The final weeks of summer are here. Most of us are wrapping up our vacations and getting ready to go back to our usual routines. In this last summer series article, before we go back to “normal”, I would like to invite you to set boundaries and to protect them by learning to be comfortable with saying no.
Pushing Back is Pushing Forward
Let’s be honest, pushing back or saying no is hard and it feels uncomfortable. As women we’ve been conditioned by society and our upbringing to accommodate and serve others and their priorities first. We feel shameful or selfish to prioritize our needs which leads to long term stress and eventual burnout.
This issue is even harder for many women of color and first gen professionals, many who have seen real poverty and experienced financial struggle. The emotional burden we experience may be overlooked due to our gifts of resilience and strength (when you are a BIPOC professional you need to work twice as hard, to get half as far). Burnout is a rampant problem amongst the BIPOC professional community as we tend to overestimate our ability to cope with added pressure. It pays to always take time to self reflect and avoid falling into the following burnout trap of these paradigms.
Learning how to say no in a way that still communicates that you are a team player, is essential for personal and professional success. For the record, saying no it’s also a sign that you have reached a level of professional and personal maturity and self awareness. Infact, a well timed pushback can elevate your position, as it demonstrates that you are aware of your limits and have the integrity to be clear about what you can deliver vs what you can't.
Three Reasons to Say, “Nah-thanks”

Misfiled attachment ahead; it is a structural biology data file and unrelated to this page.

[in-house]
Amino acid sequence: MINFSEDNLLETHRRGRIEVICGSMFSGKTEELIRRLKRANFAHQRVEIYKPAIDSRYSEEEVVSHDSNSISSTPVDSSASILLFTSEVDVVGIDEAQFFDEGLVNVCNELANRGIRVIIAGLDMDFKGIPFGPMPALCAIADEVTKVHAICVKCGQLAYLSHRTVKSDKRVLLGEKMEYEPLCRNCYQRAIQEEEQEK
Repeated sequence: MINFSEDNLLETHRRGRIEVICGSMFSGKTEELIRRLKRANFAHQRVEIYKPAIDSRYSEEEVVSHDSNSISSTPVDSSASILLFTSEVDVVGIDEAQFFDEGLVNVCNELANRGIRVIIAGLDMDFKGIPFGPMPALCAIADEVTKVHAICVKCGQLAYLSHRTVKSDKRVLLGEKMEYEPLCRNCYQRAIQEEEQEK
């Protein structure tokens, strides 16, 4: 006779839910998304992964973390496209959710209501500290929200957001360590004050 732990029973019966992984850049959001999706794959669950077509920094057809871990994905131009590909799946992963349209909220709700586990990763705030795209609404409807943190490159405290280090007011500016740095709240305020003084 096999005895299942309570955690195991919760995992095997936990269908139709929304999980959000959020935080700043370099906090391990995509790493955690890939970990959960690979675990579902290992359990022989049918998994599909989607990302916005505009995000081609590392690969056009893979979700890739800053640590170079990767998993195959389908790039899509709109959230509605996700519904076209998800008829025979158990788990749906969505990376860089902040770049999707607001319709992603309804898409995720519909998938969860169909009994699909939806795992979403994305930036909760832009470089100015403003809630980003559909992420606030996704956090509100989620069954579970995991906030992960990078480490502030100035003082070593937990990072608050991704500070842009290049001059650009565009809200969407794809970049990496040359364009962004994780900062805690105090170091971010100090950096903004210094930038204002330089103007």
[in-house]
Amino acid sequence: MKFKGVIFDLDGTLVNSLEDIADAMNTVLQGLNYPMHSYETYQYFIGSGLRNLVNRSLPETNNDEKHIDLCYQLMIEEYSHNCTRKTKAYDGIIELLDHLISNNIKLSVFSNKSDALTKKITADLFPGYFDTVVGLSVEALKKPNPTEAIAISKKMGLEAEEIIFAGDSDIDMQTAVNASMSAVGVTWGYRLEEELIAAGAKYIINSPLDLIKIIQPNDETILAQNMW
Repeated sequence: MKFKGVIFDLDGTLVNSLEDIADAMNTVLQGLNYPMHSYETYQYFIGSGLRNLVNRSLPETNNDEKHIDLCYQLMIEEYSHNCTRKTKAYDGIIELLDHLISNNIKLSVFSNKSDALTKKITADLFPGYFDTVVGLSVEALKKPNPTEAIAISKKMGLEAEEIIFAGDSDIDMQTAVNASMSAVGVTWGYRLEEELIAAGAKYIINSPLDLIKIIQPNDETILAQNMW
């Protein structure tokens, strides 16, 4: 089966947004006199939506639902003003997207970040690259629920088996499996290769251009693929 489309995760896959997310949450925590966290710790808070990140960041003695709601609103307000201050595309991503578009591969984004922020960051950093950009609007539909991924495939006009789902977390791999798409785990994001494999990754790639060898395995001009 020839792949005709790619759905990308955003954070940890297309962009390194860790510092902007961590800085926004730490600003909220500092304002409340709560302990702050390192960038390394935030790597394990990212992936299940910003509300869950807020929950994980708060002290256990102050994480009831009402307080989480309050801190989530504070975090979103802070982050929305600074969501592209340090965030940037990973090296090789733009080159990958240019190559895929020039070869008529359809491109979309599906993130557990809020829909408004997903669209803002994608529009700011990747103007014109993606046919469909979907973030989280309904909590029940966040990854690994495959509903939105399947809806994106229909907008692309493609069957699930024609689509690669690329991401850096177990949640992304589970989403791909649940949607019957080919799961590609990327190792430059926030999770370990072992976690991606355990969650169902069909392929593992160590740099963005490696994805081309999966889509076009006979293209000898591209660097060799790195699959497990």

So how can you actually decide what to say no to? And more importantly how to do it in a way that you feel alright to do so?
1. You feel guilty or obligated
We have all been there. Somehow you say yes to one more deliverable, activity or commitment because you feel obligated or worse guilty. This scenario especially rings true in family situations. Here is the thing, when this happens is usually because we are unconsciously seeking the approval of others and rejecting oneself. So next time someone tries to cajole you into another guilt trip, rest assured that it is better to pass. Needless to say, you know very well how things ended last time you allowed that guilt to take you hostage and the energy drain that comes with it.
2. It does not contribute to your principles and goals
Assuming that you know your values and principles and have a clear vision for your career, this is a straightforward way to evaluate the request, and take a pass if necessary.
Here is how it works, before you say yes to anything knocking on your door, please answer these questions:
Is this action aligned with MY values and core principles?
Is this action the best way to advance my goal?
At the end of the day, it’s paramount that you prioritize yourself and your happiness if you like to take care of others.
3. The learning curve or task time is too taxing
How many times have we taken on new projects, volunteer, or other initiatives to only find ourselves swamped and scrambling to complete it? Yes, probably more than you can count on the palm of your hand. This is a classic example of “biting off more than you can chew”.
So here is the question that you should ask yourself: